“Mentally, he’s playing better, and for our team, he’s playing better,” Turgeon said. “I think the best is yet to come with Nick. He’s starting to figure it out. He looks like a basketball player now. He really does.”
We know that this is just the machinations of the computer program that spits out the conference schedule. That’s what Atlantic Coast Conference commissioner John Swofford said when asked by Alex Prewitt of The Washington Post at media day about the absence of Duke, North Carolina and North Carolina State on the Terps' home schedule.
After a "gimme" last Saturday in Blacksburg, Va., the Terps play at North Carolina, home against Florida State, at Virginia and at Duke. Maryland also started with four of its first six games on the road in the ACC. Most teams have one such stretch, but you would be hard-pressed to find too many other ACC teams with the kind of schedule the Terps were handed.
Turgeon is looking at the upcoming schedule as “a great opportunity for us. We’re 5-4 [in the league], and a lot of great opportunities, we’ve still got a shot. I’d rather be playing good teams than teams that aren’t going to help us. This gives a great opportunity to get some quality wins.”
Asked whether not getting either Duke or North Carolina at home was fair, Turgeon said: “I just think it’s the way it is. It’s life. It’s what we’ve got to do. We get Syracuse at home and Notre Dame at home. Those are two good ones for our fans. For our fans, I would have loved to have Carolina and Duke here. It didn’t work out that way.”
Sophomore point guard Seth Allen said: “I see an unbelievable opportunity to come upon four great wins. A North Carolina team that hasn’t been so good as they have been in the past, we should be able to get a win on the road. The next three of four on the road, and we have Florida State [at Comcast Center]. We’ve been pretty good team playing at home. We’re going to take this opportunity and try to take advantage of it.”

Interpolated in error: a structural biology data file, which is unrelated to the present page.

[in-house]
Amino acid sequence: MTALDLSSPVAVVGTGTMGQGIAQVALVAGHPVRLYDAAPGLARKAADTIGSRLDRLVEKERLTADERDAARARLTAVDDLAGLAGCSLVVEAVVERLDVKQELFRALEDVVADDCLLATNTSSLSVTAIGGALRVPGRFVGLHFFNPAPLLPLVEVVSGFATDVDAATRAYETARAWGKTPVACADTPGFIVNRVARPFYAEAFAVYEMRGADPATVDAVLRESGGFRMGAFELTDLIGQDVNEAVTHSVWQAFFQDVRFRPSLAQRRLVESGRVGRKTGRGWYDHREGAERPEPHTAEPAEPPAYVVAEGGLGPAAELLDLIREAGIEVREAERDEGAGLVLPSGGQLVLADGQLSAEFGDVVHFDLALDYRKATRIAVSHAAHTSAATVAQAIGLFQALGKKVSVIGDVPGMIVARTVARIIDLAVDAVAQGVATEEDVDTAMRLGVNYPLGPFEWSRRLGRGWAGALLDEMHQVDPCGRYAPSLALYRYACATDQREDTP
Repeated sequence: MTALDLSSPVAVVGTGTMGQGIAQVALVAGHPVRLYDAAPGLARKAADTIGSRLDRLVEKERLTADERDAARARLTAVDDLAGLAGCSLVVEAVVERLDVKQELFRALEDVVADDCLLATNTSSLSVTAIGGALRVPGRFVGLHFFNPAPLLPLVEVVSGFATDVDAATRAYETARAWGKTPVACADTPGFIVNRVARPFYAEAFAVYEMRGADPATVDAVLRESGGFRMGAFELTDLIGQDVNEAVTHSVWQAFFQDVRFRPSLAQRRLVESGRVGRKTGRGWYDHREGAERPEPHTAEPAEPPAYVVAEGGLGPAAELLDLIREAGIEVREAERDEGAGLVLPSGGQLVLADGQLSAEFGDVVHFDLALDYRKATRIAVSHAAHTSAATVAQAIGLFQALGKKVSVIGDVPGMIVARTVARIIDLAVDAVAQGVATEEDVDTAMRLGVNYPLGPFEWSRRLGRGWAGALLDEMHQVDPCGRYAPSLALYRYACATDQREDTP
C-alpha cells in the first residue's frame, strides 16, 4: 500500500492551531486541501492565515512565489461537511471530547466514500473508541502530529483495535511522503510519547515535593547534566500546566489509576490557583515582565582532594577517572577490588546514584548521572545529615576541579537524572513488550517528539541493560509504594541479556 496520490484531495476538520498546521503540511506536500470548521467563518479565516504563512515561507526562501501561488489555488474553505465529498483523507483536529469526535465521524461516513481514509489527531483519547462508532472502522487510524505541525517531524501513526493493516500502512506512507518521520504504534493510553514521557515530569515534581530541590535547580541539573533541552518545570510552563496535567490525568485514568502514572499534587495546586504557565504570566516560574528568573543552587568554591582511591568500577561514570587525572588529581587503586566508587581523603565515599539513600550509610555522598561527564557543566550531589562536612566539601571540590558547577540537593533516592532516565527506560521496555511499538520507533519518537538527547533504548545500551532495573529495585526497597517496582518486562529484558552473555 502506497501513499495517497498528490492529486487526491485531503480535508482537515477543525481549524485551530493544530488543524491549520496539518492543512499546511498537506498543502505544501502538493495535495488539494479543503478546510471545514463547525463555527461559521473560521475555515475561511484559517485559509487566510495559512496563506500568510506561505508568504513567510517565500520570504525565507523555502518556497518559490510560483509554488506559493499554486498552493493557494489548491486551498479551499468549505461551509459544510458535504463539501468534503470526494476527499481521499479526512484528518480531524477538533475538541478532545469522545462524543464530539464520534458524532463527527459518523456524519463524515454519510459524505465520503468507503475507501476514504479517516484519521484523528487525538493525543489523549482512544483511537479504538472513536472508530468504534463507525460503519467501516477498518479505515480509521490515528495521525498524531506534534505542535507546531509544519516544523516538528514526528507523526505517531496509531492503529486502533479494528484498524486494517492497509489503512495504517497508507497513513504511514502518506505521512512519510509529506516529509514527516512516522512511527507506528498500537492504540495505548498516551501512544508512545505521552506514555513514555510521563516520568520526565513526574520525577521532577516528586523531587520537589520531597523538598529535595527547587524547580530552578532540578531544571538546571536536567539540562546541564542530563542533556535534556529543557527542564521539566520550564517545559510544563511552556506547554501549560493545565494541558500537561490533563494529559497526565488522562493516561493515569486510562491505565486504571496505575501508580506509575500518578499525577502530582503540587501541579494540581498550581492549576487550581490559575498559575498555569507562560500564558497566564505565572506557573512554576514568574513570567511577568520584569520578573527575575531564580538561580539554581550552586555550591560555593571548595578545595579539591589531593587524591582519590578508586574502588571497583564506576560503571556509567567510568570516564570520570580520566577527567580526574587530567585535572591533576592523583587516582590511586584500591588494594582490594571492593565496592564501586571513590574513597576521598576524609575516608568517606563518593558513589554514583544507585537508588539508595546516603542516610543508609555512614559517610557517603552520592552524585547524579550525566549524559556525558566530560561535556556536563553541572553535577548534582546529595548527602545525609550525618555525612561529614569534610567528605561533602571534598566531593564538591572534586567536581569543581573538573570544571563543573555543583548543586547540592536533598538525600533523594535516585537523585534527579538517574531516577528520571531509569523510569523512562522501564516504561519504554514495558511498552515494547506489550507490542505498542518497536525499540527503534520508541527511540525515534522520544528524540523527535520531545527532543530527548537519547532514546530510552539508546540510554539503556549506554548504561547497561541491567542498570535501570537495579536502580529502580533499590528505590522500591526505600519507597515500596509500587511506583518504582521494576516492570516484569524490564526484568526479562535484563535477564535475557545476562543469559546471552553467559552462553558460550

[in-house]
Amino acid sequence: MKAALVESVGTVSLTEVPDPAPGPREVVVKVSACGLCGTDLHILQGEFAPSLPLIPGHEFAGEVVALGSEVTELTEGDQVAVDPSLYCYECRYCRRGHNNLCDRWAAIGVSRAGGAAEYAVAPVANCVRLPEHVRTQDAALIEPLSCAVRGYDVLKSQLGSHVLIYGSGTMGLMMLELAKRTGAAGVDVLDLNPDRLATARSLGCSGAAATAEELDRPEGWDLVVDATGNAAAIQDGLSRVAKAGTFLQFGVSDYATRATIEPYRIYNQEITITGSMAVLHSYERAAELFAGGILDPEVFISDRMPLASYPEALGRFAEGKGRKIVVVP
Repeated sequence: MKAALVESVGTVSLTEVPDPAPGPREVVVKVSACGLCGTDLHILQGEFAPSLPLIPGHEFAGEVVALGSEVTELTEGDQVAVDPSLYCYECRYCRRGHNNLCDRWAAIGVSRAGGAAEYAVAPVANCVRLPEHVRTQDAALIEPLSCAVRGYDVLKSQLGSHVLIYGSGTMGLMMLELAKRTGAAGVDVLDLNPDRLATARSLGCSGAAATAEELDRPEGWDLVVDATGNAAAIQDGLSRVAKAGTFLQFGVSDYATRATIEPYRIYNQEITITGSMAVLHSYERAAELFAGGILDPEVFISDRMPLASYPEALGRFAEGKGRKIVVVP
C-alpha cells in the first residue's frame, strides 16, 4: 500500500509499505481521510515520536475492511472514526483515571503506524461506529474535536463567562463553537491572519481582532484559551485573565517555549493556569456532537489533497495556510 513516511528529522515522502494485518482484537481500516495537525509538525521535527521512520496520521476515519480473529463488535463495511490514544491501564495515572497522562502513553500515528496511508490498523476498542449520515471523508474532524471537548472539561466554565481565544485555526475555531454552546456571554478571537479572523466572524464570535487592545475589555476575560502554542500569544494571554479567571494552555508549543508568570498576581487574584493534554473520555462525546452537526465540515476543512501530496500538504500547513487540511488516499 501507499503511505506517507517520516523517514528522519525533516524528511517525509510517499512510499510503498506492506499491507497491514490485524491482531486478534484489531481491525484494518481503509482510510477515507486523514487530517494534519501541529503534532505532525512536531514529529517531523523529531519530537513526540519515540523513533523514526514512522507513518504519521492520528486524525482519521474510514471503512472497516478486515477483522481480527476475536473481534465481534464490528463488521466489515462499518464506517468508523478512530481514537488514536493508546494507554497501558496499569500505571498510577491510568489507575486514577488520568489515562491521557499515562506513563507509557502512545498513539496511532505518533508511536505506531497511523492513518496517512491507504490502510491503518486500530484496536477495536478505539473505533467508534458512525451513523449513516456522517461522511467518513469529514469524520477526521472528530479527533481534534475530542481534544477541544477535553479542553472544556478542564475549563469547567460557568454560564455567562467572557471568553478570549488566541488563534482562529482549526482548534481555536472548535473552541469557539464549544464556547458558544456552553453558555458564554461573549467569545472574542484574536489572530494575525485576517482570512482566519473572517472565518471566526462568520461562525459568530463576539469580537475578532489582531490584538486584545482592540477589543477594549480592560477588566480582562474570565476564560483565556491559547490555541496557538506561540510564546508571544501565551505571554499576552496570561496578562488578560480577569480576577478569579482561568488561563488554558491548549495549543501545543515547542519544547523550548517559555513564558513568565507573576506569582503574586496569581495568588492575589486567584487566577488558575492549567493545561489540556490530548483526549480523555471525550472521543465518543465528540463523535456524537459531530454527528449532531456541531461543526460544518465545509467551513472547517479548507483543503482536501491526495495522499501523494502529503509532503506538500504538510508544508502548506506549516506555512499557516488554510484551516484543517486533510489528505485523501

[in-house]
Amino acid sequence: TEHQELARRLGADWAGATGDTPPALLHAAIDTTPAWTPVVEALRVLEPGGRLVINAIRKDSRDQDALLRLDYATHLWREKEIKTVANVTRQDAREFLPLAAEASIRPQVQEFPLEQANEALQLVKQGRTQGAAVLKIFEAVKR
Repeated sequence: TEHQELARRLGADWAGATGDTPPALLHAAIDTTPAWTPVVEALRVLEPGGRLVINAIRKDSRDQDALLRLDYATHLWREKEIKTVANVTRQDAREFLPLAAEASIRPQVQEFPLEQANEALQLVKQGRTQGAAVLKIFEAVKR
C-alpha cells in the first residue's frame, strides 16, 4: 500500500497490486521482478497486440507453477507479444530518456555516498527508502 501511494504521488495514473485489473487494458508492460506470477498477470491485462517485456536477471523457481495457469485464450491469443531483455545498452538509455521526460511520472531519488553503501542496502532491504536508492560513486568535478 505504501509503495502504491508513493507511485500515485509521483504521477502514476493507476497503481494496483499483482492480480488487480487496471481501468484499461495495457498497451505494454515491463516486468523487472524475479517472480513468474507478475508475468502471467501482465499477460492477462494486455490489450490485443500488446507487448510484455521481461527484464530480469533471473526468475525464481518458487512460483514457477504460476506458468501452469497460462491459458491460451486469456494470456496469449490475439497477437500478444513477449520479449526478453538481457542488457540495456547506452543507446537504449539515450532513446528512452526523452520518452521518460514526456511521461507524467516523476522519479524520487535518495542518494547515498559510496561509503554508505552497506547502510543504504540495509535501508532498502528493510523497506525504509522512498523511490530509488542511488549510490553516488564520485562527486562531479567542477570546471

It will certainly be a reversal of fortune. Maryland’s win Saturday in Blacksburg was only the sixth in 27 true road games since Turgeon took over the program. The Terps are a combined 2-17 against North Carolina (0-6) Florida State (0-4), Virginia (0-4) and Duke (2-3).
FEAR THE TURGEON
There’s been a lot of talk this season about Terps players taking advantage of Turgeon. Since the media isn’t allowed to watch practice, it’s hard to say how Turgeon acted in the aftermath of early season losses to Boston University and Oregon State or recently at North Carolina State.
Turgeon said after Saturday’s win over Virginia Tech that blowing an 11-point lead early in the second half to a Wolfpack team playing without the conference's leading scorer, T.J. Warren, forced the third-year coach to “really turn into a jerk.” But there’s a certain part of me that believes it’s not sustainable because his players know that’s not who Turgeon really is.
Even Smotrycz didn’t sound convinced.
He wasn’t even sure when Turgeon had these transformation.
“To be honest, I don’t really know,” Smotrycz said. “At this point in my career, I’ve heard about everything a coach can say and have been a part of any tactic they can kind of use to get a team going. Sometimes they don’t have to be your friend, but they want to win games.
“We want to win games, too. We know our coaches love us and everything they do is for our betterment. If guys just can not take what everyone says -- especially the young guys -- to heart and just use it to make them better, we’ll continue to trend the way we’re going.”